Chickens & Eighth Grade Girls- Confessions from the Bottom of the Pecking Order

(Published in Edible Berkshires Magazine-December 2014)

Everyone has their own unique place or environment where the best version of themselves suddenly shines through. As a kid, mine was always the farm. By six years old, I could stand up to an ornery goat without getting charged. At eight years old I could take a blow from the spurs of the meanest rooster and cuddle the aggression out of him. At the farm, I felt like the Steve Erwin of goats and chickens: able to handle anything. At the farm, I felt like me.IMG_1795

Unfortunately this feeling had a way of fizzling out the second I walked through the doors of my eighth grade. That specific year, a group of girls in my class decided that I would be the one they chose to bully. In school it didn’t matter how comfortable I was staring down an aggressive goat because in the face of a mean 13 year old girl, I cowered like a chicken at the bottom of the pecking order.

The meanest of roosters has nothing on the viciousness of eighth grade girls.

It began halfway through September. Brittany Johnson was the ring leader and I rarely spotted her without a group of girls hovering around her. On the bus she would snicker to her friends about me, calling me weird, stupid, and most commonly “dumb-blonde.” These comments traveled to the classroom where the rest of the girls soon joined in. In gym class, they began arguing over which team would be stuck with me. On the way to school, my closest friends no longer sat near me. The hurt I felt, stung more than any chicken scratch I had ever experienced in the coop. All I wanted was for my friends to tell me what I had done wrong and to like me again. Soon that would change.IMG_1818

When April rolled around, the end-of-the-year awards, designed by the students, for the students, were given out. These awards were presented at a special ceremony in the cafeteria in front of all the middle school grades. When it came time for my name to be announced, out of the corner of my eye, I could see Brittany Johnson and the other girls snicker. A voice over the microphone said, “The Blond Award goes to Laura Field.” My face turned hot. The teachers had no idea the negative connotation meant behind this award, or who had given it. I and the other classmates knew. I blinked back tears and forced myself to walk up in front of everyone to receive my certificate.

As I stood there, my eyes passed over Brittany and the other girls, clustered at their table like a flock of hens. Was it the angle I was standing? In that moment I couldn’t tell one girl apart from the other. Then the thought occurred to me. Even if I was stupid, or weird, or a dumb blond, at least I wasn’t like them.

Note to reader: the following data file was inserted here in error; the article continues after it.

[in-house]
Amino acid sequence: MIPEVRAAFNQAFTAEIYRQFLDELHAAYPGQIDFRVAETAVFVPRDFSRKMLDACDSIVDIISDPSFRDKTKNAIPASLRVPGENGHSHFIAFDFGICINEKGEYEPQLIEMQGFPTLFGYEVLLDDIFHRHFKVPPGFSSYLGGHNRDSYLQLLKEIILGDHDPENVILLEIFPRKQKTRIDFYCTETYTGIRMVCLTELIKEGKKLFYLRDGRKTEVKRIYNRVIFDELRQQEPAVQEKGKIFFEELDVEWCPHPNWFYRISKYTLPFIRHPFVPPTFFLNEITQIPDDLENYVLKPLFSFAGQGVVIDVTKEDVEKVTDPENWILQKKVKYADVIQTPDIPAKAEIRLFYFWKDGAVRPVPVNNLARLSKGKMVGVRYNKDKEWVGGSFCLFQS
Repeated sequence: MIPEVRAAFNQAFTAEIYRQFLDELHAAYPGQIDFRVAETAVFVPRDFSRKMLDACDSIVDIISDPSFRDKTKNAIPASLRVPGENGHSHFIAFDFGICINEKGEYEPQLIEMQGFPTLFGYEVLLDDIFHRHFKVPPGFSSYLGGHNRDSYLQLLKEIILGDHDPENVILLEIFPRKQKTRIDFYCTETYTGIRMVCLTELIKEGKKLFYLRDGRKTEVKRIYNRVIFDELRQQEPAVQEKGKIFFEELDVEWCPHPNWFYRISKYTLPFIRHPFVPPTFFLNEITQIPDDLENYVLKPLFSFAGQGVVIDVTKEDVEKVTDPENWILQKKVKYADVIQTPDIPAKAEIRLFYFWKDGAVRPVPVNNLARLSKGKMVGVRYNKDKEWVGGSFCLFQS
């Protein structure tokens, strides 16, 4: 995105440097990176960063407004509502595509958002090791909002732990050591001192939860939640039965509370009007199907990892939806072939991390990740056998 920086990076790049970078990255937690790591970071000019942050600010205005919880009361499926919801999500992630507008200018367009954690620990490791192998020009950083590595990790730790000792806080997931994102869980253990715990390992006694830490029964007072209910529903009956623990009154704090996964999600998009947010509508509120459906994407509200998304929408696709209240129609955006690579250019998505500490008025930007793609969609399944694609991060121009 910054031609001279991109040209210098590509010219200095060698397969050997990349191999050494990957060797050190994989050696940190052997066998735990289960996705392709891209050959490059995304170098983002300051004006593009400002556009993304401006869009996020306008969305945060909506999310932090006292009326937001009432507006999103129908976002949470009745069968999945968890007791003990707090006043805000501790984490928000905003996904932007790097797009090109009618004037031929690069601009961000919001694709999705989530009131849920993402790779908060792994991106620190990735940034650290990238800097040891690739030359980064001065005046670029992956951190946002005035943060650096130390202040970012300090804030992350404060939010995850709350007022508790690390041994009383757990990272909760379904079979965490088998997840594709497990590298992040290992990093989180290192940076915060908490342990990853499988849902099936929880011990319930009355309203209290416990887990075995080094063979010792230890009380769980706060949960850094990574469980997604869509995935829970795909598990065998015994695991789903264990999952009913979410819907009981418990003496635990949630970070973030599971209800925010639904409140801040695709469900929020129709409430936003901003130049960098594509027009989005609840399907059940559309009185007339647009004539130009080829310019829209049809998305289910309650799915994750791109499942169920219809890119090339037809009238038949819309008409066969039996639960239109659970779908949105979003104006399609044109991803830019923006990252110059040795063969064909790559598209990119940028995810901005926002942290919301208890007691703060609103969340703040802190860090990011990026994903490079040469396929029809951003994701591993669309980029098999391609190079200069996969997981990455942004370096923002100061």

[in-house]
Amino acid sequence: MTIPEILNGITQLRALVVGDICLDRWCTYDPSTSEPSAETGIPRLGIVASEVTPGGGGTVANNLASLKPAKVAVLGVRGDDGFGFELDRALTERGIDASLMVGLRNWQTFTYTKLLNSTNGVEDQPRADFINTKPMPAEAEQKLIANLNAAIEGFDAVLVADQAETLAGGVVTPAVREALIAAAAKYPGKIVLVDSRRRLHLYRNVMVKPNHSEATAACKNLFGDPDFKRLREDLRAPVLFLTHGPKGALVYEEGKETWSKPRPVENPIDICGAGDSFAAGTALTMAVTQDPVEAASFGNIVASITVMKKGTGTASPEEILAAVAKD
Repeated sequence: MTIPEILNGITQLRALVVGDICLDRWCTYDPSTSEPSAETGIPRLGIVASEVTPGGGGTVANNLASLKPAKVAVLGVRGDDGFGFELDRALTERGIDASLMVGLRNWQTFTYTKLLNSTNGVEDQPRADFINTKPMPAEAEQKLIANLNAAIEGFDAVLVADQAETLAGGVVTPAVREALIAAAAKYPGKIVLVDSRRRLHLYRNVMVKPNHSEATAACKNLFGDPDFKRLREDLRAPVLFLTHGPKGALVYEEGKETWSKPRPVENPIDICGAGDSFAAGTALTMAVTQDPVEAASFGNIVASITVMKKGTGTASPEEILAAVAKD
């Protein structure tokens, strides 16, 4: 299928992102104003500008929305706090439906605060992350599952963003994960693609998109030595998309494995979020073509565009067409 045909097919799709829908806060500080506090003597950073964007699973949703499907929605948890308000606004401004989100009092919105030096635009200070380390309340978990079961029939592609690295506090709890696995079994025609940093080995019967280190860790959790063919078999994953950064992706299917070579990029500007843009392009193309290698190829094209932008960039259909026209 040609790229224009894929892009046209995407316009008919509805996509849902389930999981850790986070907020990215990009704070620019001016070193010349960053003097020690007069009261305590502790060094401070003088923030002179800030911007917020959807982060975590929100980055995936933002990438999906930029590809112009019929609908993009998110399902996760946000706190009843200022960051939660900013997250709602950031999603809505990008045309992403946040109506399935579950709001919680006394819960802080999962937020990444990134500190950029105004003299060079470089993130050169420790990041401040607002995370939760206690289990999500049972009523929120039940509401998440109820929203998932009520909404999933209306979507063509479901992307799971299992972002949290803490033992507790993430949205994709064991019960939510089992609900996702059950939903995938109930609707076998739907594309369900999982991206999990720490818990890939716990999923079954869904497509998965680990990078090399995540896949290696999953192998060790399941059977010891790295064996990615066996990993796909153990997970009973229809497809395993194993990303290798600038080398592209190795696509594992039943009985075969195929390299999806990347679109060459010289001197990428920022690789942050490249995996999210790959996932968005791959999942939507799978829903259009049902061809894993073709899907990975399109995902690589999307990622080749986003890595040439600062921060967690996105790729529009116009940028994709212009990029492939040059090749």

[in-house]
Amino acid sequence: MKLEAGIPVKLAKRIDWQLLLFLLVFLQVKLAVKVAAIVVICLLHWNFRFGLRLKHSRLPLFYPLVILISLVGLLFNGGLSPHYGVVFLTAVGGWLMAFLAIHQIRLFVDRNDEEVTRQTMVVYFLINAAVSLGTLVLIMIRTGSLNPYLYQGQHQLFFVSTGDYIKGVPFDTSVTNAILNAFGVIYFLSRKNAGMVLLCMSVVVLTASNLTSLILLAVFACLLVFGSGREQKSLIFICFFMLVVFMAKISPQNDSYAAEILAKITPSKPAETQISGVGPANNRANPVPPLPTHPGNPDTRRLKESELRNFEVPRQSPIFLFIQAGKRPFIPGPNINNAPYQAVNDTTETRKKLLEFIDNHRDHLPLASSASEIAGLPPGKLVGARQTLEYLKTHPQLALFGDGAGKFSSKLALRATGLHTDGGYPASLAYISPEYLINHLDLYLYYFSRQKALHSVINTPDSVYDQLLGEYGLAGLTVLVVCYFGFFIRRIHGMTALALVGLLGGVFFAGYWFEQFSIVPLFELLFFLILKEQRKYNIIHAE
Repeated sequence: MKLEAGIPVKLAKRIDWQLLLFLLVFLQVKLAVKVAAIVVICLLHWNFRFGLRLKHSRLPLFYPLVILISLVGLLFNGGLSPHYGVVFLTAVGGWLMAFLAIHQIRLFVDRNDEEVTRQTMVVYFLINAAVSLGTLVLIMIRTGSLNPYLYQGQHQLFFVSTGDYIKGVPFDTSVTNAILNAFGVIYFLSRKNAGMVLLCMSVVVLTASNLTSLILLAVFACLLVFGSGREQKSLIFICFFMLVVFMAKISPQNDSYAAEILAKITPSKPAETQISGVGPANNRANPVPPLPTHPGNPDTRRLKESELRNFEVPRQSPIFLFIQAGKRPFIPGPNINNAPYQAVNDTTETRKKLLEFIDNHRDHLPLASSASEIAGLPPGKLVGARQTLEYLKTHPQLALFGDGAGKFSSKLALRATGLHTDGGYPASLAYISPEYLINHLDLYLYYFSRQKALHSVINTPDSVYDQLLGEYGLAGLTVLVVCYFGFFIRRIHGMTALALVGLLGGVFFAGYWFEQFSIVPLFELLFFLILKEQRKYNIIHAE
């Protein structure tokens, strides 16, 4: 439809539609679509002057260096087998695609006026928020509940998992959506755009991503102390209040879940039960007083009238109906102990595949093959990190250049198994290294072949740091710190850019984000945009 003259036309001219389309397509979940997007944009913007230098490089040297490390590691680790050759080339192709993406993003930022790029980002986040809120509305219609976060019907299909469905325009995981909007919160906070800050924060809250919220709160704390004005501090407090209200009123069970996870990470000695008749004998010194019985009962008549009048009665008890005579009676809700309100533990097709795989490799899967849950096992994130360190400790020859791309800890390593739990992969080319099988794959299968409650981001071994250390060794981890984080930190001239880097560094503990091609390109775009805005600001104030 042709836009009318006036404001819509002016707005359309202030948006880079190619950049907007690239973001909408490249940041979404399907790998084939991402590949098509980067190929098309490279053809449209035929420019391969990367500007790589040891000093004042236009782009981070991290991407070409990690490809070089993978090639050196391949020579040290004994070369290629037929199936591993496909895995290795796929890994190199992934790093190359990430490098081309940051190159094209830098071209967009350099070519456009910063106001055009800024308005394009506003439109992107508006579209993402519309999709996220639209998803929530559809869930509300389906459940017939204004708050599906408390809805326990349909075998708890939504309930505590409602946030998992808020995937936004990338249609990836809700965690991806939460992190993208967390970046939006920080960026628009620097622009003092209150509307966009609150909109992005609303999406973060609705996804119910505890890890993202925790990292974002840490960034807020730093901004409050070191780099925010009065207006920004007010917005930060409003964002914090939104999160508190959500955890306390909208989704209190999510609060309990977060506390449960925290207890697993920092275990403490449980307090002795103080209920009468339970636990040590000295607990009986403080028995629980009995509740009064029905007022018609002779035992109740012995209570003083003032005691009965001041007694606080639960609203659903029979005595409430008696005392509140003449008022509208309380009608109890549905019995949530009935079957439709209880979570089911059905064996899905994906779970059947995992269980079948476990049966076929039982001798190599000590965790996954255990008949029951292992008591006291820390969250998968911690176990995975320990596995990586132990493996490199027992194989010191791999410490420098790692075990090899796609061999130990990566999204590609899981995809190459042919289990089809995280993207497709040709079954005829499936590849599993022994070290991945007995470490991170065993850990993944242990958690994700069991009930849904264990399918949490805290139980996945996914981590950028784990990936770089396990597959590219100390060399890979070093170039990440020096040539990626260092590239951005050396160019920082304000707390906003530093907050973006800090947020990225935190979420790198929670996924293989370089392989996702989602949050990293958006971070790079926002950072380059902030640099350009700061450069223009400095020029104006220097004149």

Chickens are a lot like eighth grade girls. A group of hens will bully the one they sense is a little different from the rest. When one hen initiates the pecking, the rest join in. A pecked hen rarely regains her place in the flock, but why would she want to? Like chickens, we are social creatures. Our instinct is to form groups. For me, that instinct fizzled out on that April day and. Truth be told, it has never returned. Some chickens, I’ve come to learn, are better off on their own.

Happy Chickening Everyone.

Advertisements

3 thoughts on “Chickens & Eighth Grade Girls- Confessions from the Bottom of the Pecking Order

  1. Laura, you’re a great person! you’ve clearly risen above the cattiness of Jr. High. We attended your chicken seminar last year and loved it.You are a wealth of fantastic information and gave us the knowledge needed to start our own flock.We often reference you in our chicken-owner journey. Keep your head high and your chin up. Those years can’t define us.

    Like

  2. Laura, Don’t forget all the people who have come to care for you. You are an extraordinary teacher, you share your heart as well as your knowledge, very enjoyable.
    I was sensitive and shy in highschool, uncomfortable for the most part. I don’t mind being sensitive, I had to find a way out of uncomfortable. We are all different flavors of the same pie and i am determined to see the light. And I did. Between the service and being a vegetarian cowboy in Reno, NV and Oakdale CA, I came into my own. Accomplishment give you a right for self-esteem, it’s yours, nobody has to give it to you, it is yours. I fairly and rightly give it to you for how you extend your sensitivity and knowledge to me in these chats.
    I left my anger behind, and got into the medical field, because like you, I care about people and it makes a difference in my life.
    Even when you don’t talk about agriculture, you are a great teacher. Thank you

    Like

  3. HI Laura! its Kristin from the Co-op! What a beautiful soul you are and what a feat to put your excruciating experience into a fun and poignant perspective! You have found yourself a much more wonderful flock of sweet creatures, farmers and growers to surround yourself with! Your confused young friends really missed out on your friendship and joy of life! I enjoy reading your posts, your good cheer and humor, and of course, we all enjoy all the delicious food your farm provides! See ya soon!

    Like

Leave a Reply

Fill in your details below or click an icon to log in:

WordPress.com Logo

You are commenting using your WordPress.com account. Log Out / Change )

Twitter picture

You are commenting using your Twitter account. Log Out / Change )

Facebook photo

You are commenting using your Facebook account. Log Out / Change )

Google+ photo

You are commenting using your Google+ account. Log Out / Change )

Connecting to %s